Modeling Anger Control for a Child
Children need to learn how to control their anger – how to use their words instead of their hands or feet. They learn this best by watching their parents, who are always modeling for them. Without even understanding the dynamics of anger (see Anger = Expectation + Interpretation, version.1 and version 2), you can teach your child self-control and constructive expression of angry feelings by practicing the following techniques when you start feeling angry. The more you can catch yourself and do these things before you start yelling, the quicker your child will learn to take a time out voluntarily and use her words instead of her hands or feet.
The Parent Takes the Time-Out
In this case, the parent must also model for the child HOW to use words, by saying them, and by taking a time out in order to control her own anger.
- “I’m getting angry. I need a time-out.”
- “I’m getting mad (upset, irritated, ticked off, frustrated, etc.). I need a time-out.”
Teach Child to Use Words, Not Hands
If the parent uses only words to express anger, and repeatedly tells the child that using hands or feet is completely unacceptable (forbidden), the child learns to use words, just like mom and dad.
Teach Child Which Words to Use
The parent must teach the child which words to use to express anger and frustration, and encourage the child to use those words:
- “I see you’re getting mad (angry, upset, irritated, ticked off, frustrated). Tell me about it.”
- “Use your words, not your hands!”
- “We never use our hands when angry. Hitting is always wrong, because it hurts.”
- “We have negative consequences for hitting (biting, kicking, throwing things, etc.).”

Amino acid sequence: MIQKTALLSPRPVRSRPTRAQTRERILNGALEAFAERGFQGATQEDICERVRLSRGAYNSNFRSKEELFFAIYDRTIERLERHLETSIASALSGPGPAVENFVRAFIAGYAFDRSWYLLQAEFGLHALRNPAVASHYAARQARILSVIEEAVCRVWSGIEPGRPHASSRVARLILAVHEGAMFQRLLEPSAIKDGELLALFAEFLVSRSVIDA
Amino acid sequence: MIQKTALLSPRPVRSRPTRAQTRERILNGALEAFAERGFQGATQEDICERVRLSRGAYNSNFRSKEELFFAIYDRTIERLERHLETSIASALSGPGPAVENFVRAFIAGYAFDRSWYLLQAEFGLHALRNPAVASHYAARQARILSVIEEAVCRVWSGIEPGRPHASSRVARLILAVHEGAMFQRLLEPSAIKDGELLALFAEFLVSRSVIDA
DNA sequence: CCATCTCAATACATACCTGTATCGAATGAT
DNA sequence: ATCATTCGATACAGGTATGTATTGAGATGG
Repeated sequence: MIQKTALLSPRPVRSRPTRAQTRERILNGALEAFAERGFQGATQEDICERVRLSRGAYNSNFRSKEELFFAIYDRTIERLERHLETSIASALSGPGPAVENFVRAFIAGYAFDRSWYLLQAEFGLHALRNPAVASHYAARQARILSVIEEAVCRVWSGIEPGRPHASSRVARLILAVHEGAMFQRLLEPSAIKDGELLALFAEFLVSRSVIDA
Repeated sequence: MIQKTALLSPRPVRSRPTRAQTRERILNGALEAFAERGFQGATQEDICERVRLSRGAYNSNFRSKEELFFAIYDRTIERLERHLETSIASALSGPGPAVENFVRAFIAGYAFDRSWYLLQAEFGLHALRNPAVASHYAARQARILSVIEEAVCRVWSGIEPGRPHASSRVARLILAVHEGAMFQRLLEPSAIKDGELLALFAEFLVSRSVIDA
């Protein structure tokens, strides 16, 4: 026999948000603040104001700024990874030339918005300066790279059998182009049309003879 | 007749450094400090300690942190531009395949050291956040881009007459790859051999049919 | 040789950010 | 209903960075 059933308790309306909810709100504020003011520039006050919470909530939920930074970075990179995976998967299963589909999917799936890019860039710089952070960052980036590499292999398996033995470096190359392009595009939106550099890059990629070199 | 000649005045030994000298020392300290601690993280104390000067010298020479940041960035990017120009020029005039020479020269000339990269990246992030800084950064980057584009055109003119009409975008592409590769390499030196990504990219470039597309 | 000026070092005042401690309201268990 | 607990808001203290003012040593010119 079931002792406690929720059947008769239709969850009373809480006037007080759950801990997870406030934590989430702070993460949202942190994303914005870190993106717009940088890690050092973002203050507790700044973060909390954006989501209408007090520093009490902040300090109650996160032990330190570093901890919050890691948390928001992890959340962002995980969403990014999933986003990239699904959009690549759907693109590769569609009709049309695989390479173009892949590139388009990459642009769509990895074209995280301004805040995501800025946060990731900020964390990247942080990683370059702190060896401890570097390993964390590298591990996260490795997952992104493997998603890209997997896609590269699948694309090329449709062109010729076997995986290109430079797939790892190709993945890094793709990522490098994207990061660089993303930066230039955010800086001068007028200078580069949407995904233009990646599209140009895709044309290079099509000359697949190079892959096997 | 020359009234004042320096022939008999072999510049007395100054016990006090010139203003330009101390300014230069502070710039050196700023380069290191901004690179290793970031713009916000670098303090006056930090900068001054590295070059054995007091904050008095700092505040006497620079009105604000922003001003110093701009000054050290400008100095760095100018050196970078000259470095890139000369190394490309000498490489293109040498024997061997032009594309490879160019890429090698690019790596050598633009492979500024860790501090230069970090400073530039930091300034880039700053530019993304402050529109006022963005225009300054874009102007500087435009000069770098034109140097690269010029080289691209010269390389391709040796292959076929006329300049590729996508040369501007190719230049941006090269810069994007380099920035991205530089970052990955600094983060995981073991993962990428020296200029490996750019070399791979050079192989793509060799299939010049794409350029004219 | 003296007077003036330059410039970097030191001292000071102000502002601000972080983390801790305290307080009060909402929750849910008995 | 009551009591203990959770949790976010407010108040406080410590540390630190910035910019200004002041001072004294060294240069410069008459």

- “We have negative consequences for using bad words.”
Write down a sentence or a phrase you find easy and natural to use, then use it with your child:
Be 100% Consistent
If either parent contradicts in action what is said verbally about expressing angry feelings, then actions speak louder than words. In this case the parent undermines his/her own authority (or the other parent’s authority). The child learns
- “What we really do is say one thing but do another, so it’s okay for me to use my hands, just like mom/dad.”
- “Dad doesn’t really mean what he says, so I don’t have to believe what he says or do what he says.”
- “She’s lying. I can’t believe anything she says. It’s okay for me to lie too…and it’s okay for me to use my hands, because he/she does it.”
Try this exercise when you start feeling angry with your child as a way of modeling self-control:
- Cross your arms, holding your hands in with your arms;
- Direct your energy through your brain (power refinery on top of the volcano):
- Say, “I’m getting mad. I need a time-out. I’ll be back.” Then walk away and cool down.
- Come back and engage the child in a dialogue about what was happening.
- Listen first. Use the 3 listening techniques.
- Talk second. Use I-messages. Don’t lecture or scold.
- Work toward establishing agreements– about the incident, and about handling anger.
3 Steps to Parent-Child Harmony is my ebook that describes in detail the differences between the Old School Parenting model (power, control, and punishments) and the New School Parenting model (dialogue, agreements, and accountability). The ideas contained here represent a change from parenting harder to parenting smarter. They can transform a stressed parent-child relationship from conflict and arguments to one of cooperation and harmony. Please see these links if you are interested in more information or wish to purchase.